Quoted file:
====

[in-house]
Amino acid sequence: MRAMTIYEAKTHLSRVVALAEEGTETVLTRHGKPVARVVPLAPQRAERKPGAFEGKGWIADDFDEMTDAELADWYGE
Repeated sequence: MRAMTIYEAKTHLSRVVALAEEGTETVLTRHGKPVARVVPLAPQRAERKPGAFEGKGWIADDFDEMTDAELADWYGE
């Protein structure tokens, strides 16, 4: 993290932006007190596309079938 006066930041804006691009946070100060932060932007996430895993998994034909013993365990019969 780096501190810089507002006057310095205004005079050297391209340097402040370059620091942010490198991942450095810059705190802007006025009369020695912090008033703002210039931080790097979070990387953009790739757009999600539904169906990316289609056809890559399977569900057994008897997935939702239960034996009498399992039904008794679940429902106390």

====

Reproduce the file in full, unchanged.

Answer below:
[in-house]
Amino acid sequence: MRAMTIYEAKTHLSRVVALAEEGTETVLTRHGKPVARVVPLAPQRAERKPGAFEGKGWIADDFDEMTDAELADWYGE
Repeated sequence: MRAMTIYEAKTHLSRVVALAEEGTETVLTRHGKPVARVVPLAPQRAERKPGAFEGKGWIADDFDEMTDAELADWYGE
């Protein structure tokens, strides 16, 4: 993290932006007190596309079938 006066930041804006691009946070100060932060932007996430895993998994034909013993365990019969 780096501190810089507002006057310095205004005079050297391209340097402040370059620091942010490198991942450095810059705190802007006025009369020695912090008033703002210039931080790097979070990387953009790739757009999600539904169906990316289609056809890559399977569900057994008897997935939702239960034996009498399992039904008794679940429902106390």